An interesting example is the Poincare dodecahedral space. In fact, one can decide which elliptic 3-manifolds are homogeneous, as the ones of the form $SU(2)/\Gamma$, where $\Gamma \leq SU(2)$ is finite.

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You said: "...the image should map onto the tangent space $T_xM$. I think this is necessary and sufficient." Necessary, yes, but not sufficient unless $M$ is complete and simply connected. To see that completeness is necessary, just think of an open interval. As for simply connected, the Killing fields will lift to Killing fields on the universal cover, and by a monodromy argument, the local diffeos that they generate will fit together to define global isometries of the universal cover. But, unless these isometries "preserve" the deck translations, these isometries need not descend to $M$. – Dick Palais Sep 5 '10 at 18:12
@ Palais: You're right about the completeness - I suppose I was implicitly assuming this. As for the simple connectivity, I don't believe this is necessary (at least for compact manifolds). A smooth vector field on a compact manifold is complete, and therefore generates a 1-parameter family of diffeomorphisms. If the vector field is a Killing field with respect to a Riemannian metric, then the diffeomorphims are Riemannian isometries. I'll have to think about the non-compact case (i.e. whether Killing fields are complete) - maybe this is what you're getting at? – Ian Agol Sep 5 '10 at 21:04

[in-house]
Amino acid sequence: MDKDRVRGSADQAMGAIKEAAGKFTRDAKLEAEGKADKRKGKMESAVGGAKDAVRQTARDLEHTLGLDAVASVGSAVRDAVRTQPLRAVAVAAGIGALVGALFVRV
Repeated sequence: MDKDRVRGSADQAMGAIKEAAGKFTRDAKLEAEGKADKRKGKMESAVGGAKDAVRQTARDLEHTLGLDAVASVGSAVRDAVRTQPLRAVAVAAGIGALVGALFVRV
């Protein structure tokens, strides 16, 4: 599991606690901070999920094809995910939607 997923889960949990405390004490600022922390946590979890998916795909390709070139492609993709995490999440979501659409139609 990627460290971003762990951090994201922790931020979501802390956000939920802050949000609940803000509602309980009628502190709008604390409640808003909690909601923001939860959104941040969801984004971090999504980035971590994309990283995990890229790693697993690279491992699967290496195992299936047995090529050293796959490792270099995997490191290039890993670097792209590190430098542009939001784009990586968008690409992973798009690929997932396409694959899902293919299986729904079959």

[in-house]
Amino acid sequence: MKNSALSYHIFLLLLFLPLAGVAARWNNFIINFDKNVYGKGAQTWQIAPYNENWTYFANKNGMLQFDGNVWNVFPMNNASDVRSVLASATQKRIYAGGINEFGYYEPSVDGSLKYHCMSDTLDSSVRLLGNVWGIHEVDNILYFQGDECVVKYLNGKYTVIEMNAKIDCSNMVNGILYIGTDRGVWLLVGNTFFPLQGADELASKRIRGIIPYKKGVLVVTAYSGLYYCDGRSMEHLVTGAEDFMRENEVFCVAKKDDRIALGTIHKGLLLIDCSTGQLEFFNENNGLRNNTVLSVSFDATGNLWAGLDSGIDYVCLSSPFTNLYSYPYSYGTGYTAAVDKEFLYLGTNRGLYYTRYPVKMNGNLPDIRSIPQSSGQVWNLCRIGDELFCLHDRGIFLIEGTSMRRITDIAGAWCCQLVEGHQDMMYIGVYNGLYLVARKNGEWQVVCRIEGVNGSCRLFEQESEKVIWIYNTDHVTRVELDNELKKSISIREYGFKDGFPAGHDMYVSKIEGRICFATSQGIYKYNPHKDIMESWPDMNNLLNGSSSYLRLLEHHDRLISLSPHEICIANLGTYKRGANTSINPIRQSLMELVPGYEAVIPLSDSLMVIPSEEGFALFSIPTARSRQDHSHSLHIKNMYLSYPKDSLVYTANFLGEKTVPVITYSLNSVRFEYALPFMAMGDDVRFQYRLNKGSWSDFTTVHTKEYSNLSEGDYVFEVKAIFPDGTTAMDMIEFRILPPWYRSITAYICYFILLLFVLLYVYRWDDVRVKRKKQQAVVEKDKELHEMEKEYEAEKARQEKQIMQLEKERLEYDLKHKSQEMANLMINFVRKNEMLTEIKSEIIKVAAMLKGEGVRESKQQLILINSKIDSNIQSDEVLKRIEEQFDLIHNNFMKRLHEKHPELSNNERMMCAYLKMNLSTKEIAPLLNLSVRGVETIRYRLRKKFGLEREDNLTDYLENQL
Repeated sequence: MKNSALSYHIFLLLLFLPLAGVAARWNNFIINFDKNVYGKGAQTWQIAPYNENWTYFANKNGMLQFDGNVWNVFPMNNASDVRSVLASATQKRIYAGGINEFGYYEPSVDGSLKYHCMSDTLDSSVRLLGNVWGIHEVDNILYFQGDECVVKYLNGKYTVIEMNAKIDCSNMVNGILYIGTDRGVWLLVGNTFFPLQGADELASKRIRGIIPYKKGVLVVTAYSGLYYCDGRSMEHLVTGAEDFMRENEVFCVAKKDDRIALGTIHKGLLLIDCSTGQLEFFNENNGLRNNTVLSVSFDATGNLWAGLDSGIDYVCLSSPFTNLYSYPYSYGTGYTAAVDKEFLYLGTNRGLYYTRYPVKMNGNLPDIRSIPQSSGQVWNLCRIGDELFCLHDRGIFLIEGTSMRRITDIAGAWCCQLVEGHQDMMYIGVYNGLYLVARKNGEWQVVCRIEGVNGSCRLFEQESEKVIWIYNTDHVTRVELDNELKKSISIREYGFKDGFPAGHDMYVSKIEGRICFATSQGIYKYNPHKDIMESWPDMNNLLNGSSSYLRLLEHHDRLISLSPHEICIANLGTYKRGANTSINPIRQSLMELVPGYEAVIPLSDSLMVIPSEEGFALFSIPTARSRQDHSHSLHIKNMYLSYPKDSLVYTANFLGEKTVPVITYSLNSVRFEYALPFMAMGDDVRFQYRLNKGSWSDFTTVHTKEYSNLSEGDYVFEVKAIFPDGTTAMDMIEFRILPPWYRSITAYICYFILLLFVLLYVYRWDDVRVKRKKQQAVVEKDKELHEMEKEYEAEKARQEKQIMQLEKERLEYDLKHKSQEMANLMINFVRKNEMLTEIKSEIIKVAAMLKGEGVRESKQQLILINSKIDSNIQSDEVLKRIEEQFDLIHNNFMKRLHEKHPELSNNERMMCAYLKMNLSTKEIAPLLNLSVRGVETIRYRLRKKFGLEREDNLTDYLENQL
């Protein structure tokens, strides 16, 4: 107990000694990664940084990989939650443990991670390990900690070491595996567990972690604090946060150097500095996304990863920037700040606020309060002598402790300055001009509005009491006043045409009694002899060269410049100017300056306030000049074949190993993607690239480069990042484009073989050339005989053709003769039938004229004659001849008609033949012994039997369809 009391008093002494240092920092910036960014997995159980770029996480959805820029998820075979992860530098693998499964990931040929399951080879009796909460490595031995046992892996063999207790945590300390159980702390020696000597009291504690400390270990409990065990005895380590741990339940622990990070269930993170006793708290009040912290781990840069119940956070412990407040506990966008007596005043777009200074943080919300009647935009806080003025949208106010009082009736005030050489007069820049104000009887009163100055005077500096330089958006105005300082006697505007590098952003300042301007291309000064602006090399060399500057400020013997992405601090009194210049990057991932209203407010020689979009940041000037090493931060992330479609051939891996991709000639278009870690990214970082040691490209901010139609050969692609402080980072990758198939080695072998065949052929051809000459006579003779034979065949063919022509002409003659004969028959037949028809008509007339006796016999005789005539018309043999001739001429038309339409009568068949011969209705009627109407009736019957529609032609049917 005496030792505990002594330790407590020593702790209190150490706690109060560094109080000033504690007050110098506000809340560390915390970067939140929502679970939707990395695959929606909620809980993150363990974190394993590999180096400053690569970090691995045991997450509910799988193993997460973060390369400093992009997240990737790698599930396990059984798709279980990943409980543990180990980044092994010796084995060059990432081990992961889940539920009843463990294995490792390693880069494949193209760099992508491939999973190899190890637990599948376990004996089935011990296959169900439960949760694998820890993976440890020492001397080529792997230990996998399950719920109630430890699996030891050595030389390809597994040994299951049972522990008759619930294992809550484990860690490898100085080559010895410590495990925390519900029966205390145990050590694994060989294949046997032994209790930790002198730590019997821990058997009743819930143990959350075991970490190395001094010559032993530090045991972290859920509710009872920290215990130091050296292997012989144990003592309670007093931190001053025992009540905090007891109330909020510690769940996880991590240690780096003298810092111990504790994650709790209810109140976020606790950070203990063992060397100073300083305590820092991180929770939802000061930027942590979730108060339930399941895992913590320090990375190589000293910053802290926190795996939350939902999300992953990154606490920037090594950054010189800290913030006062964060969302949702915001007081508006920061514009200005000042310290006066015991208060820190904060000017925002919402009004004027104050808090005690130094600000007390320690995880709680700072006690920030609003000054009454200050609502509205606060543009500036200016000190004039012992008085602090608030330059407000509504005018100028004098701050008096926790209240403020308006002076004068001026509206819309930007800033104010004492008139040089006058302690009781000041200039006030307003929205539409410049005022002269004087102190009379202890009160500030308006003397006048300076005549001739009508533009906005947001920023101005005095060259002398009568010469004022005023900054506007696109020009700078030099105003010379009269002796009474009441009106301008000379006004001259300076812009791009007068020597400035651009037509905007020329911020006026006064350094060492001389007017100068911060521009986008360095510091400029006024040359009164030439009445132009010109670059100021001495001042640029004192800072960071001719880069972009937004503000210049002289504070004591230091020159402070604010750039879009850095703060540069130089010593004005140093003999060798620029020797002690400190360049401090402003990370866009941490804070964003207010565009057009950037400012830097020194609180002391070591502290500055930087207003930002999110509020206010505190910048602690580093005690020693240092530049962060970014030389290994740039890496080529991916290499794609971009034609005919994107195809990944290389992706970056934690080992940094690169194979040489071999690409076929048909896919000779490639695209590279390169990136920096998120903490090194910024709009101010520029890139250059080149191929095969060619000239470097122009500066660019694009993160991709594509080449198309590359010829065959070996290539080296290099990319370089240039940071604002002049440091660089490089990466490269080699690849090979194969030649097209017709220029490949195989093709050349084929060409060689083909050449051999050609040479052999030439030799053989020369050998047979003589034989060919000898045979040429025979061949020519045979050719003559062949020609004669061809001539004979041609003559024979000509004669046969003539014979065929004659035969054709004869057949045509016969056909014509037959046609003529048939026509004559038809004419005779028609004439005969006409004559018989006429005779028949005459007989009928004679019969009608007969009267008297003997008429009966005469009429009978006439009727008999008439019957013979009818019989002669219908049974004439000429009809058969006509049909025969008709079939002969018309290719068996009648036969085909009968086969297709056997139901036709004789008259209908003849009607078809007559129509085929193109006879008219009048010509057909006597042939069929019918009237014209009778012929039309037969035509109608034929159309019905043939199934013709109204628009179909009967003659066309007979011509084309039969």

Thanks, Agol. Yes, Killing vector fields on a complete manifold generate one parameter groups of isometries. So what I said was incorrect. What I MEANT to say is that M is LOCALLY homogeneous iff the LOCAL Killing fields near each point x span $TM_x$. Since these lift to the universal cover, the same is true there, where the condition implies (by a monodromy argument) that the isometry group G is transitive. Whether M itself is homogeneous depends on whether the subgroup of G that commutes with deck transformations is transitive. (For an examples, think of the Klein Bottle and Lens spaces.) – Dick Palais Sep 6 '10 at 5:59

RETRACTED: This is nonsense. Note to self: don't answer MO questions before 8am.

If you want your action to be smooth then, by the Poincare--Hopf Theorem, the manifold has $\chi = 0$. This rules out most surfaces.

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What about $S^2$ ? – BS. Sep 4 '10 at 14:21
I don't follow. Why couldn't you have a Lie group acting, but every the vector field of every infinitesimal action has fixed points? – David Speyer Sep 4 '10 at 14:21
Oh, right. This is nonsense. Apologies. – HJRW Sep 4 '10 at 14:29
@Henry: It happens to many of us. – Ryan Budney Sep 4 '10 at 18:47